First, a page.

By Maureen Dowd
"Martha-Ann Alito cries, and the Democrats back off from examining why Samuel Alito was so opportunistic about his bigoted alumni club and whether he will curb women's rights for generations. It's the wimpification of debate."
The day we mourned a man whose life was devoted to clarity, this city was hidden in fog. You couldn't see the Potomac, even on its bank.
There were many things to love about David Rosenbaum. He had a grin that always improved the weather. He was uncommonly generous to reporters he worked with and competed against. He was an exemplary husband, father, brother, uncle and grandfather.
But the truly astonishing thing about David, the Times reporter who was killed in a random robbery a week ago, was his unglamorous, unsanctimonious, unvain sort of goodness. He had a black-and-white sense of honor that was oddly old-fashioned in a capital slimed by lies, bribery, greed, corruption and ends-justify-the-means malarkey.
The skells, as Detective Sipowicz would say, saw David walking in his neighborhood after dinner and whacked him in the head with a pipe. One low-life bought laundry detergent, gas and tires with David's credit card while he lay dying.
Our friend David Shribman, the executive editor of The Pittsburgh Post-Gazette, wrote in The St. Petersburg Times, where David Rosenbaum started: "A thoughtful man struck down by the ultimate act of thoughtlessness. A man who taught others when to use 'that' and when to use 'which' only to be felled by that over which he had no control."
Despite George Washington and the cherry tree, we no longer have a society especially consecrated to truth. The culture produces an infinity of TV shows and movies depicting the importance of honesty. But they're really talking only about the importance of being honest about your feelings. Sharing feelings is not the same thing as telling the truth. We've become a country of situationalists.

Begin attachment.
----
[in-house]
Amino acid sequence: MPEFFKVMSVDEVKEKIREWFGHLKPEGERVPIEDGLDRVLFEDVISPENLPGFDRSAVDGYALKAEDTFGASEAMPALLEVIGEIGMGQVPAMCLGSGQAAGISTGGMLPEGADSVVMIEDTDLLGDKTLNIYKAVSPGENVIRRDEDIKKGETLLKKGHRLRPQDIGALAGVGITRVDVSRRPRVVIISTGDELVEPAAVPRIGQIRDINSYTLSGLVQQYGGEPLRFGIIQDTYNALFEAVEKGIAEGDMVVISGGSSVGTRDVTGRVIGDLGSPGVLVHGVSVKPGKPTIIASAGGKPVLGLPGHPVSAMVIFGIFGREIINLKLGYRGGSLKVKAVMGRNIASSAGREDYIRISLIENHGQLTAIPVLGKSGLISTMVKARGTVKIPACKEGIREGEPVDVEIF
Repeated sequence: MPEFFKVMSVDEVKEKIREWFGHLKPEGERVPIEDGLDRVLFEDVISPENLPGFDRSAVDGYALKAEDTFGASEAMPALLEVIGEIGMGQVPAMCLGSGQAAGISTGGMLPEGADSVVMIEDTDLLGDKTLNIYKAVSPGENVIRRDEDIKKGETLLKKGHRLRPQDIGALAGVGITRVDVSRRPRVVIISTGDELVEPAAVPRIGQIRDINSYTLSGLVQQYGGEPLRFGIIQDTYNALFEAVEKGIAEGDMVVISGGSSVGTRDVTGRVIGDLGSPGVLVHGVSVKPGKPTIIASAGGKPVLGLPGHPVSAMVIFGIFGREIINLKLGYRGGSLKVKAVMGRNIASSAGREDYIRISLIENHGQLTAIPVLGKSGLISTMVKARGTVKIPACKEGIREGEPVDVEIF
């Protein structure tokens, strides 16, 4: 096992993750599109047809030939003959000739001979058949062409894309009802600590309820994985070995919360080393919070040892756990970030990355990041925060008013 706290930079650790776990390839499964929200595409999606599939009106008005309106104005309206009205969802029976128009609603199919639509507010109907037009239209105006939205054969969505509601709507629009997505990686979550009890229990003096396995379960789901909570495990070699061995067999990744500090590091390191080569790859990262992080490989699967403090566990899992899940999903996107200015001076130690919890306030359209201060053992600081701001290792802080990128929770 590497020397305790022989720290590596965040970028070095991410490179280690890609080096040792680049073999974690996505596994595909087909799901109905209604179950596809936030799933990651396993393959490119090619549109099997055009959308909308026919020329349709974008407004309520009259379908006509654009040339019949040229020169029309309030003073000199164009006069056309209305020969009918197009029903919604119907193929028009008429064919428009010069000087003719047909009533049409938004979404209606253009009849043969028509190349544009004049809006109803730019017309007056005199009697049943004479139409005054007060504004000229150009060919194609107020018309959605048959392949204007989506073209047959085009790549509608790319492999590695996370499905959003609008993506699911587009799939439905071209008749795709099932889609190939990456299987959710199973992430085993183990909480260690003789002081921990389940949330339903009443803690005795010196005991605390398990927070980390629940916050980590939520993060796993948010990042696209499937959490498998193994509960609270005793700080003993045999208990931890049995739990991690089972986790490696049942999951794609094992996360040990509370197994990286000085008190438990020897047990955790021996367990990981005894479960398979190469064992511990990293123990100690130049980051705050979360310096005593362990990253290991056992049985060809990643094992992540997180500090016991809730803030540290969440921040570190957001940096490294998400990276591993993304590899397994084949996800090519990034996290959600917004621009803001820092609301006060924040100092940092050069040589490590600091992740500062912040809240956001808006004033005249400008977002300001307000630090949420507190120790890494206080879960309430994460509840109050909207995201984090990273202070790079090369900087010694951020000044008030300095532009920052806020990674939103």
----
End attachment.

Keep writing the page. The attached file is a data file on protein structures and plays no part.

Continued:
Journalism, politics and publishing have been tarred by scandals that have revealed a disturbing insensitivity to right and wrong. Random House isn't concerned that an author makes up stuff in a book labeled nonfiction; it just kept counting the money after The Smoking Gun exposed James Frey's lies about his own life.
When Mr. Frey went on "Larry King Live" with his mom to defend his book's "essential truths," Oprah Winfrey called in to back him up. She sounded disturbingly like Scott McClellan. Despite doubts about facts in the book, she said, "the underlying message of redemption" still "resonates" with her. She should have said: "Had I known that many parts were fake, I wouldn't have recommended the book to millions of loyal viewers. I wouldn't have made this liar a lot of money." She should take a page from Stephen Colbert and put the slippery Frey on her "Dead to me" list.
For David Rosenbaum, just retired at 63 but still full of enthusiasms, there was a right way and a wrong way, and he possessed a natural knowledge of which was which.
"My father taught me the importance of always doing the right thing, always, even when it didn't really matter," his daughter, Dottie, said at the memorial service yesterday in a committee room in the Senate, David's old beat. "At my 12th birthday party, my parents took me and a bunch of friends to see a movie, and they counted up how many of us were already 12 so that they could pay the adult fare. ... even though none of us carried ID, and we all looked like total pipsqueaks."
As his pal Robin Toner put it, David thought that behind every arcane tax provision and appropriations bill, "there were real people, getting something or having something taken away by their government." You had to keep digging and arguing to find the truth in the fog. Even when he was smothered by conventional wisdom, Robin recalled, "David's voice would break out: 'I disagree!' "
He was practicing a lost art. Tough questioning now has no place in polite society. Martha-Ann Alito cries, and the Democrats back off from examining why Samuel Alito was so opportunistic about his bigoted alumni club and whether he will curb women's rights for generations. It's the wimpification of debate.
W. mau-maus the Democrats and the press on his administration's Freyish blurring of fact and fiction on Iraq, trying to stifle any debate over the phony genesis of the war as bad for morale. What's truly bad for morale is when the president suggests it's dishonest to have an honest debate about the Bush cabal's dishonesty.
If only someone had said, "I disagree!" in W.'s presence long ago, on pre-emptive war, on kidnapping and torture, on illegal eavesdropping.
David's tortoise-shell reading glasses are still hanging on his computer. That scrupulous gaze will be missed.
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